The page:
Homemade Ramen Broth
There are many different types of ramen broth, from rich ones made from long-simmered pork bones to lighter ones that rely on miso for much of their flavor. Shoyu (soy sauce) broth, however, is the type that is most familiar to most ramen lovers, and is so easy to make that you may never use the seasoning packets that come with packaged ramen noodles again. Kombu is a type of kelp that is ubiquitous in Japanese cooking, used for everything from making dashi (stock) to being toasted and sprinkled on other foods as a garnish. It is available at most grocers and health food stores.
- 2 Tbs. vegetable oil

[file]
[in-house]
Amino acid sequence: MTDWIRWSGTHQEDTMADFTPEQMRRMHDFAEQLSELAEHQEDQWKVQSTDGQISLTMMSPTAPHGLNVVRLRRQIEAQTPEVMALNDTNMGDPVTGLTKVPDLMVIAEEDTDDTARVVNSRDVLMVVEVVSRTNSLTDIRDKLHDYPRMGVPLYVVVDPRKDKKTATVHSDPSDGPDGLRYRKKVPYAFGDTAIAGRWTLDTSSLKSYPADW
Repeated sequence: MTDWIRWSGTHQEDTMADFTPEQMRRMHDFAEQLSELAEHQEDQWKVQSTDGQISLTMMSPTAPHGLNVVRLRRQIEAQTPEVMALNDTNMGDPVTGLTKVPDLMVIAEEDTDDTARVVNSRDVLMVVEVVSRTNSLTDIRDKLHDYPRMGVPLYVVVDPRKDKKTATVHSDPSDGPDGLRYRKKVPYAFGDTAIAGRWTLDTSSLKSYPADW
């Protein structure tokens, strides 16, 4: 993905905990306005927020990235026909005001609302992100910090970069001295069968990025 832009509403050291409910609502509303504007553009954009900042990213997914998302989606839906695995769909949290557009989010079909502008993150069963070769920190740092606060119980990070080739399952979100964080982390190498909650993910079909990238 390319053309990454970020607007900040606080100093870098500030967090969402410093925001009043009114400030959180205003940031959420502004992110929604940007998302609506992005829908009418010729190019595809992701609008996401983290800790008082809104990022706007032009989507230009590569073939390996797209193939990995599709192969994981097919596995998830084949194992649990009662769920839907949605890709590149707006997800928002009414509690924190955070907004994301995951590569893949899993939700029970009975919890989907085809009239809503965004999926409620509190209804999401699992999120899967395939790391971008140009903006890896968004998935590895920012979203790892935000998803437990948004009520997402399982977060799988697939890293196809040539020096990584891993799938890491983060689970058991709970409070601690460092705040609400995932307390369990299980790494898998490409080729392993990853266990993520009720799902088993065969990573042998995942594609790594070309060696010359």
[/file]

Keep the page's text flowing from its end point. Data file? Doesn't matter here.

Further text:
- 2 lemongrass stalks, thinly sliced
- 4 green onions, white and light green portions, thinly sliced
- 6 garlic cloves, minced
- 2 jalapeño chiles, thinly sliced
- 8 cups (64 fl. oz./1 l) chicken broth
- 1/4 cup (2 fl. oz./60 ml) mirin
- 1/4 cup (2 fl. oz./60 ml) soy sauce
- 1/4 cup (2 oz./60 g) white or yellow miso paste
- 2 pieces dried kombu
In a large pot over medium-high heat, warm the oil. Add the lemongrass, green onions, garlic and jalapeño and cook until fragrant, about 4 minutes. Stir in the broth, mirin, soy sauce and miso until combined and bring to a simmer. Add the kombu and continue to simmer until the flavors deepen, about 15 minutes. Strain and discard the solids before using the broth as directed in your recipe. Makes about 8 cups.
Williams Sonoma Test Kitchen